Two papers in this week’s issue of Science report the first oxygen and nitrogen isotopic measurements of the Sun, demonstrating that they are very different from the same elements on Earth.
These results were the top two priorities of NASA’s Genesis mission, which was the first spacecraft to return from beyond the Moon, crashing in the Utah desert in 2004 after its parachute failed to deploy during re-entry.
Most of the Genesis payload consisted of fragile solar-wind collectors, which had been exposed to the solar particles over a period of two years. Nearly all of these collectors were decimated during the crash. But the capsule also contained a special instrument built by a team at Los Alamos National Laboratory to enhance the flow of solar wind onto a small target to make possible oxygen and nitrogen measurements. The targets of this Solar Wind Concentrator survived the crash and eventually yielded today’s solar secrets.
"Genesis is the biggest comeback mission since Apollo 13," said Roger Wiens, a Los Alamos National Laboratory physicist and Genesis flight payload lead. "Everyone who saw the crash thought it was a terrible disaster, but instead the project has been fully successful, and the results are absolutely fascinating."
The results provide new clues to how the solar system was formed. Oxygen and nitrogen samples collected from various meteorites, as well as nitrogen sampled in lunar soil and in the Jupiter atmosphere by the Galileo probe, vary significantly from that on Earth by cosmochemical standards: 38 percent for nitrogen and up to 7 percent for oxygen. With the first solar wind samples in hand, showing the early Sun’s composition, scientists can begin the game of determining where Earth’s different O and N came from.
"For nitrogen, Jupiter and the Sun look the same," said Wiens. "It tells us that the original gaseous component of the inner and outer solar system was homogeneous for nitrogen, at least. So where did Earth gets its heavier nitrogen from? Maybe it came here in the material comets are made of. Perhaps it was bonded with organic materials."
For oxygen, the evidence points toward a different astrophysical mechanism called photochemical self-shielding, which the authors believe modified the composition of space dust before it coalesced to form the planets, including Earth. According to the article, the Sun shows an enrichment of pure 16O relative to Earth instead of differences in 16O, 17O, and 18O that are proportional to their atomic weight or some other mixture that doesn’t show exclusive enrichment of a single isotope. This unique arrangement strongly favors the self-shielding theory, in which solar UV radiation was responsible for uniformly enhancing the two rarer isotopes, 17O and 18O, in the terrestrial planets.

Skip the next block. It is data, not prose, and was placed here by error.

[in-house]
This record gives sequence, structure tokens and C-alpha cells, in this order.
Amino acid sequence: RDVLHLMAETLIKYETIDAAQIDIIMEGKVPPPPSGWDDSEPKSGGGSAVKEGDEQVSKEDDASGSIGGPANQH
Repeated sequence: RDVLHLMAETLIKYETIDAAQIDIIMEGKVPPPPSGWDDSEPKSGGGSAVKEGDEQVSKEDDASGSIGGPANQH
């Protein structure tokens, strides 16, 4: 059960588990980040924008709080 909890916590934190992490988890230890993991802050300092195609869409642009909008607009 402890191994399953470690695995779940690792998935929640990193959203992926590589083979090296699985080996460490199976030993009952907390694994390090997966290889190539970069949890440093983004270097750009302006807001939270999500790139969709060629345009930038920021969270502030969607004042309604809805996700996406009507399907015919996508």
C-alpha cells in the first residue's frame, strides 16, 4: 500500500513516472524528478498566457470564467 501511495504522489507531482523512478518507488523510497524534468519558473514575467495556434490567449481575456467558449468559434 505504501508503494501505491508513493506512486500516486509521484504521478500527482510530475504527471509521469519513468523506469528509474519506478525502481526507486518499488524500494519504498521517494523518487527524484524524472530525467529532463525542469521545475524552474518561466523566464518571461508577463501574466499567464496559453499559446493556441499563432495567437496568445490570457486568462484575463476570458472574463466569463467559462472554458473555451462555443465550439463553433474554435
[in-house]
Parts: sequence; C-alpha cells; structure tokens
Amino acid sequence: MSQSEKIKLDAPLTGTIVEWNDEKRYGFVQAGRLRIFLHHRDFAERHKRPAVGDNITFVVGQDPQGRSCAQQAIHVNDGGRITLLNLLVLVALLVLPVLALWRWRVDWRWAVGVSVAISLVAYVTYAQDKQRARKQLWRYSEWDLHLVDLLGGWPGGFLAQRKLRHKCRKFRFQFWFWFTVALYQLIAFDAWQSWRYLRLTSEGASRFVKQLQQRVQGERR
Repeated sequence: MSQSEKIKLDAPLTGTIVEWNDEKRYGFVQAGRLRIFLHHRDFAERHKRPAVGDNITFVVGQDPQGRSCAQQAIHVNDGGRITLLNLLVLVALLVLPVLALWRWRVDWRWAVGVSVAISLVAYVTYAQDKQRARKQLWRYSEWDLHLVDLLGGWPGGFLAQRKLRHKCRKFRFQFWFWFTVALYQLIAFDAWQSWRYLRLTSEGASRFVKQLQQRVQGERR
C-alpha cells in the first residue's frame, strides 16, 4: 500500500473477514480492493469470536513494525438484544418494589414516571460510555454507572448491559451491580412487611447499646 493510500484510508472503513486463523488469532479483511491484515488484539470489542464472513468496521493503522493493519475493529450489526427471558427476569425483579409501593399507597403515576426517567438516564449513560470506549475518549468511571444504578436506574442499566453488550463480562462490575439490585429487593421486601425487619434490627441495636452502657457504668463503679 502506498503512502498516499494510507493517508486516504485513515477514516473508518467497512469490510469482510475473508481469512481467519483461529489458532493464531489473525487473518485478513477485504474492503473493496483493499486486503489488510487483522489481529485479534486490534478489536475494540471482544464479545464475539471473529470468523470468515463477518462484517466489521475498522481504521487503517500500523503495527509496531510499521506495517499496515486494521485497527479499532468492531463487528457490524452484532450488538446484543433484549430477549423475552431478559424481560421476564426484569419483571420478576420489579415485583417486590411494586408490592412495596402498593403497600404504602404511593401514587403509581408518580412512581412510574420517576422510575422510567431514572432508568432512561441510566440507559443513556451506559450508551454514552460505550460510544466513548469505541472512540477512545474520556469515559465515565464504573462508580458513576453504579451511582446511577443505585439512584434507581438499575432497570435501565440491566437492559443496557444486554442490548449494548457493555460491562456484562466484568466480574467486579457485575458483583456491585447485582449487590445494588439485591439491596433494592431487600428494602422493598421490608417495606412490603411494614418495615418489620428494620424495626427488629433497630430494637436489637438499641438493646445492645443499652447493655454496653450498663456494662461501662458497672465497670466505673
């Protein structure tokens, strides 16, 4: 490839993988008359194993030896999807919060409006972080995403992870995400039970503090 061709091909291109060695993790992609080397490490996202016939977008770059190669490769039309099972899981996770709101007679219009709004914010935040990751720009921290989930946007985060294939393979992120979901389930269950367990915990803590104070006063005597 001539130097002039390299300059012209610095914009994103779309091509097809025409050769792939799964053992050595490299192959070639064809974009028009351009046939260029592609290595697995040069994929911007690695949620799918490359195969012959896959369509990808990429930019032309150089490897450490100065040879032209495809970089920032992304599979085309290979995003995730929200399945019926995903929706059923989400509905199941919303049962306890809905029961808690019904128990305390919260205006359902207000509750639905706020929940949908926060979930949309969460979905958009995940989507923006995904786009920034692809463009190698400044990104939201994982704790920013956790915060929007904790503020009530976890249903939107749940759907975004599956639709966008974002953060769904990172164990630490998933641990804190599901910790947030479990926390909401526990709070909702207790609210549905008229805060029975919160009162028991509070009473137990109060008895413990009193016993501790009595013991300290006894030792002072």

The Science papers are titled "A 15N-poor isotopic composition for the solar system as shown by Genesis solar wind samples" and "The oxygen isotopic composition of the Sun inferred from captured solar wind." Wiens is among several collaborating authors on both papers, which together are cover stories for this issue. Other LANL coauthors, Beth Nordholt and Ron Moses, along with former LANL scientist Dan Reisenfeld, were all part of the team to develop and fly the Solar Wind Concentrator that provided the samples for the studies reported in Science.
And now that some of the particles flowing past Earth from the sun are in hand, "It’s going to make a mission to a comet all the more interesting," Wiens said.
NASA’s Genesis mission was managed by Jet Propulsion Laboratory with major contributions from Lockheed Martin, Caltech, and Johnson Space Center.
Related information online:http://genesis.lanl.gov
Los Alamos enhances national security by ensuring the safety and reliability of the U.S. nuclear stockpile, developing technologies to reduce threats from weapons of mass destruction, and solving problems related to energy, environment, infrastructure, health, and global security concerns.
LANL news media contact: Nancy Ambrosiano, (505) 667-0471, email@example.com
Nancy Ambrosiano | EurekAlert!
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